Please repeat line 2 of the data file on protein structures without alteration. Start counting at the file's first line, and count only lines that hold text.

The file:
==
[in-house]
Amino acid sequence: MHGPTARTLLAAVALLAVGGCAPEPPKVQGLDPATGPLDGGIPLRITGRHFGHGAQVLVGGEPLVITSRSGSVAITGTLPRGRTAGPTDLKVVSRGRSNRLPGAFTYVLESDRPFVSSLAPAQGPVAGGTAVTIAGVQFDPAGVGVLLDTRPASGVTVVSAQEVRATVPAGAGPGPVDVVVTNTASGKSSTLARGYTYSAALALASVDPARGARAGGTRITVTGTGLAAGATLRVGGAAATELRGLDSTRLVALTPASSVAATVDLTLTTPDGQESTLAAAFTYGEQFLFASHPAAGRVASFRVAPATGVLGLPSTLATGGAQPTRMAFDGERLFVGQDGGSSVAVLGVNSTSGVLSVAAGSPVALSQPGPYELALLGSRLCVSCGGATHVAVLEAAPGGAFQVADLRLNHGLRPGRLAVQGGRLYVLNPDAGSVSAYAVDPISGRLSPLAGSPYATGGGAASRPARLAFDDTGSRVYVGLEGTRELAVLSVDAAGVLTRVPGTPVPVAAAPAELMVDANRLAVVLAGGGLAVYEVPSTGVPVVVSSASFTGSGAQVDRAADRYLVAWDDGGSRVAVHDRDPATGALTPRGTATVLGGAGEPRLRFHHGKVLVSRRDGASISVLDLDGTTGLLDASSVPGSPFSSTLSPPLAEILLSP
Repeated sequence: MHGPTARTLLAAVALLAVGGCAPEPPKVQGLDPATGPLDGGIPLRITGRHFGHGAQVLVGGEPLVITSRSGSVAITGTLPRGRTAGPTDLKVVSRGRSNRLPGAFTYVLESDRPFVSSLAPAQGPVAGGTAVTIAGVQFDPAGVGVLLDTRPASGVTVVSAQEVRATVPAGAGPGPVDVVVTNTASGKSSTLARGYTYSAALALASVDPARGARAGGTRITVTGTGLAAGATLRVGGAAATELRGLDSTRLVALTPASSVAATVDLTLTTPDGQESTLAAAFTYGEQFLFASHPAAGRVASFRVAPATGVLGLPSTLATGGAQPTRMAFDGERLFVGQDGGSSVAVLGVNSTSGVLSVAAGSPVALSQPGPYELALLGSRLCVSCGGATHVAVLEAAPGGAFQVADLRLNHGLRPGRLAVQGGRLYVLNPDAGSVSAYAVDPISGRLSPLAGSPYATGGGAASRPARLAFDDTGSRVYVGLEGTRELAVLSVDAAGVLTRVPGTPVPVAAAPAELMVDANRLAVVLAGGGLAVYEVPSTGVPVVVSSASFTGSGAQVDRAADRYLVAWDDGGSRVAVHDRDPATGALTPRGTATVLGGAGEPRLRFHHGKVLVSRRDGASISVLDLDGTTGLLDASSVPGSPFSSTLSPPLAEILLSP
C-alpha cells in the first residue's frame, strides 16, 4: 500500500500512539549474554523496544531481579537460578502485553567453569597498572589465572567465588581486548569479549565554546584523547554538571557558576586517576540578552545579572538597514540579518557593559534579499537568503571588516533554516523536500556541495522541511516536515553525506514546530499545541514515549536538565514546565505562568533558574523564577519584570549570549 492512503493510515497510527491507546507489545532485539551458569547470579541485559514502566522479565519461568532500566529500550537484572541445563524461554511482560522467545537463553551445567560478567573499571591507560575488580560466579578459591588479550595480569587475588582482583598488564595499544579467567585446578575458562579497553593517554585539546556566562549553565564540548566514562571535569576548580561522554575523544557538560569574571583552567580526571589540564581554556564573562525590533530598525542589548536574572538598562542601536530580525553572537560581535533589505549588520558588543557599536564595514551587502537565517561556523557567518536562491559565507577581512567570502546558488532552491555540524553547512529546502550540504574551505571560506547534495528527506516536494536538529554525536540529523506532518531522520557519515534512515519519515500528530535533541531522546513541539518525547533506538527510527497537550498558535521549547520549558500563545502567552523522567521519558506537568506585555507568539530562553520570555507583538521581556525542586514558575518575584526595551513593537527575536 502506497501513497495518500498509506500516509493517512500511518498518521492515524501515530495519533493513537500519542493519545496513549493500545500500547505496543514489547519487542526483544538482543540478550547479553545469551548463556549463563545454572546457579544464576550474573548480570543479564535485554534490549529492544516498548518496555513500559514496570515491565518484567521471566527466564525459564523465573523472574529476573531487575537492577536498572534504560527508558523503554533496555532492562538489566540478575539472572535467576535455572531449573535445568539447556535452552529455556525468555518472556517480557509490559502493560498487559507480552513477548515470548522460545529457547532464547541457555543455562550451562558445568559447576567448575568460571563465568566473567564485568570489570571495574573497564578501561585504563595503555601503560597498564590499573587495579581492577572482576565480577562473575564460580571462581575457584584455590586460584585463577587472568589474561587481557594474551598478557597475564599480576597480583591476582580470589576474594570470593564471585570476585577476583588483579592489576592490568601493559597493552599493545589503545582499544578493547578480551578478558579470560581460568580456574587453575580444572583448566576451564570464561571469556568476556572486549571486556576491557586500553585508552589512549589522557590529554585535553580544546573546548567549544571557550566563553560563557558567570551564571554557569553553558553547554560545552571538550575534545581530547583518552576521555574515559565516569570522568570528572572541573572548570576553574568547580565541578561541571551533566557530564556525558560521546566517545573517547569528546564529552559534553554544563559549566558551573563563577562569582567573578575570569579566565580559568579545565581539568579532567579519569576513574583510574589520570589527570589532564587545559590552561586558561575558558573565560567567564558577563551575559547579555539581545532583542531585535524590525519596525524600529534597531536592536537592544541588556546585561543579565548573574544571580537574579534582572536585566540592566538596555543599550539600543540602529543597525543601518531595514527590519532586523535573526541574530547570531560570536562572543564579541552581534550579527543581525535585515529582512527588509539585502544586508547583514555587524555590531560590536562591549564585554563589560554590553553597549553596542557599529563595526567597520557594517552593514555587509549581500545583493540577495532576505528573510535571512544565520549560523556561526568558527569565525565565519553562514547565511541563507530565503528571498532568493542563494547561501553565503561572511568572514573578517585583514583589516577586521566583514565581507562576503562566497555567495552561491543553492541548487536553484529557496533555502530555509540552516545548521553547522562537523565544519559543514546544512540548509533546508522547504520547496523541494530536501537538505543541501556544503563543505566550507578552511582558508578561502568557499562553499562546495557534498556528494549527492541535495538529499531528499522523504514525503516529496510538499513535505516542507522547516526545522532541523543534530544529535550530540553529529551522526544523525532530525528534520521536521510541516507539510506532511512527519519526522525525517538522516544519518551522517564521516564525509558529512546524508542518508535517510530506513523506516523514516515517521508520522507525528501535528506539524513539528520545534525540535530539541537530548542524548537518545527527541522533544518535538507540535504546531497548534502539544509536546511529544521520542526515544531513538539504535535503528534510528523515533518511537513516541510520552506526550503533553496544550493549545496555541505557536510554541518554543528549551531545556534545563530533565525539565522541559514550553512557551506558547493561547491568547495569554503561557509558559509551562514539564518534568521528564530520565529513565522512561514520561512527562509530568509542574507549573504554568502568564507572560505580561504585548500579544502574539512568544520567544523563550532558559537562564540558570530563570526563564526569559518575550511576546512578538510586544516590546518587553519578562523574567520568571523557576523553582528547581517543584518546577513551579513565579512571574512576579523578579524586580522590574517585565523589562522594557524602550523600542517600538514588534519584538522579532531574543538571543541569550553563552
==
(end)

Amino acid sequence: MHGPTARTLLAAVALLAVGGCAPEPPKVQGLDPATGPLDGGIPLRITGRHFGHGAQVLVGGEPLVITSRSGSVAITGTLPRGRTAGPTDLKVVSRGRSNRLPGAFTYVLESDRPFVSSLAPAQGPVAGGTAVTIAGVQFDPAGVGVLLDTRPASGVTVVSAQEVRATVPAGAGPGPVDVVVTNTASGKSSTLARGYTYSAALALASVDPARGARAGGTRITVTGTGLAAGATLRVGGAAATELRGLDSTRLVALTPASSVAATVDLTLTTPDGQESTLAAAFTYGEQFLFASHPAAGRVASFRVAPATGVLGLPSTLATGGAQPTRMAFDGERLFVGQDGGSSVAVLGVNSTSGVLSVAAGSPVALSQPGPYELALLGSRLCVSCGGATHVAVLEAAPGGAFQVADLRLNHGLRPGRLAVQGGRLYVLNPDAGSVSAYAVDPISGRLSPLAGSPYATGGGAASRPARLAFDDTGSRVYVGLEGTRELAVLSVDAAGVLTRVPGTPVPVAAAPAELMVDANRLAVVLAGGGLAVYEVPSTGVPVVVSSASFTGSGAQVDRAADRYLVAWDDGGSRVAVHDRDPATGALTPRGTATVLGGAGEPRLRFHHGKVLVSRRDGASISVLDLDGTTGLLDASSVPGSPFSSTLSPPLAEILLSP